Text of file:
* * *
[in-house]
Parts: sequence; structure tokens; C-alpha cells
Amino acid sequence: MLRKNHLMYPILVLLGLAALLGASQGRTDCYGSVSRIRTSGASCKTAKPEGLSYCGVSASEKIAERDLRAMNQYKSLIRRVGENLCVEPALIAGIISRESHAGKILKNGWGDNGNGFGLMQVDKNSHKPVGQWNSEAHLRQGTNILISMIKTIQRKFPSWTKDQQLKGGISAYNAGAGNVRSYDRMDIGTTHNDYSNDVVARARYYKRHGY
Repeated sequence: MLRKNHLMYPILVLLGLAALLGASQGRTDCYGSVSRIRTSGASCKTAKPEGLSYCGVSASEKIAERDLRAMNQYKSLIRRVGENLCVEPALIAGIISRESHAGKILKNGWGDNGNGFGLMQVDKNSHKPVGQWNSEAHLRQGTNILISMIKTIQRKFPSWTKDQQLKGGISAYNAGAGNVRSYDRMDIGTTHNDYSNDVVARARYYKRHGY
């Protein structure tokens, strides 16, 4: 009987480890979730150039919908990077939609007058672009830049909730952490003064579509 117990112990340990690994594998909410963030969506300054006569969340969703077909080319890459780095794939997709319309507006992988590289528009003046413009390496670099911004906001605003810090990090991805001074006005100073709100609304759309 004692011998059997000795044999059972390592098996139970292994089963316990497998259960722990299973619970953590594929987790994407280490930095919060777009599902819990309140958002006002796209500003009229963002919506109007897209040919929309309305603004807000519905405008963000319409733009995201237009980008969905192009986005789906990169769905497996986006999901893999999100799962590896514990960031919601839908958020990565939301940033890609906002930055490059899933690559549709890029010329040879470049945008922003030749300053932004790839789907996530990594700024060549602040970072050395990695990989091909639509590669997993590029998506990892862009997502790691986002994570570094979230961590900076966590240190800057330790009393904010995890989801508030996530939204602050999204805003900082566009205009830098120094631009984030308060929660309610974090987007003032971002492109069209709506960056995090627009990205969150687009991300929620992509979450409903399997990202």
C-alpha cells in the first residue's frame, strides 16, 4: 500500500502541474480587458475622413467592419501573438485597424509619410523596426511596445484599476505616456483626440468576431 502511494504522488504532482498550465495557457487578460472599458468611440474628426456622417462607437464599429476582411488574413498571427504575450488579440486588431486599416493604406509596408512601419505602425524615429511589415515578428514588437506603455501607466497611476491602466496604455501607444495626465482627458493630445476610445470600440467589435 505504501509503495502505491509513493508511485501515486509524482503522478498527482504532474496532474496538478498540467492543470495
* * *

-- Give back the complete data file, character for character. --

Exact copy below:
[in-house]
Parts: sequence; structure tokens; C-alpha cells
Amino acid sequence: MLRKNHLMYPILVLLGLAALLGASQGRTDCYGSVSRIRTSGASCKTAKPEGLSYCGVSASEKIAERDLRAMNQYKSLIRRVGENLCVEPALIAGIISRESHAGKILKNGWGDNGNGFGLMQVDKNSHKPVGQWNSEAHLRQGTNILISMIKTIQRKFPSWTKDQQLKGGISAYNAGAGNVRSYDRMDIGTTHNDYSNDVVARARYYKRHGY
Repeated sequence: MLRKNHLMYPILVLLGLAALLGASQGRTDCYGSVSRIRTSGASCKTAKPEGLSYCGVSASEKIAERDLRAMNQYKSLIRRVGENLCVEPALIAGIISRESHAGKILKNGWGDNGNGFGLMQVDKNSHKPVGQWNSEAHLRQGTNILISMIKTIQRKFPSWTKDQQLKGGISAYNAGAGNVRSYDRMDIGTTHNDYSNDVVARARYYKRHGY
């Protein structure tokens, strides 16, 4: 009987480890979730150039919908990077939609007058672009830049909730952490003064579509 117990112990340990690994594998909410963030969506300054006569969340969703077909080319890459780095794939997709319309507006992988590289528009003046413009390496670099911004906001605003810090990090991805001074006005100073709100609304759309 004692011998059997000795044999059972390592098996139970292994089963316990497998259960722990299973619970953590594929987790994407280490930095919060777009599902819990309140958002006002796209500003009229963002919506109007897209040919929309309305603004807000519905405008963000319409733009995201237009980008969905192009986005789906990169769905497996986006999901893999999100799962590896514990960031919601839908958020990565939301940033890609906002930055490059899933690559549709890029010329040879470049945008922003030749300053932004790839789907996530990594700024060549602040970072050395990695990989091909639509590669997993590029998506990892862009997502790691986002994570570094979230961590900076966590240190800057330790009393904010995890989801508030996530939204602050999204805003900082566009205009830098120094631009984030308060929660309610974090987007003032971002492109069209709506960056995090627009990205969150687009991300929620992509979450409903399997990202």
C-alpha cells in the first residue's frame, strides 16, 4: 500500500502541474480587458475622413467592419501573438485597424509619410523596426511596445484599476505616456483626440468576431 502511494504522488504532482498550465495557457487578460472599458468611440474628426456622417462607437464599429476582411488574413498571427504575450488579440486588431486599416493604406509596408512601419505602425524615429511589415515578428514588437506603455501607466497611476491602466496604455501607444495626465482627458493630445476610445470600440467589435 505504501509503495502505491509513493508511485501515486509524482503522478498527482504532474496532474496538478498540467492543470495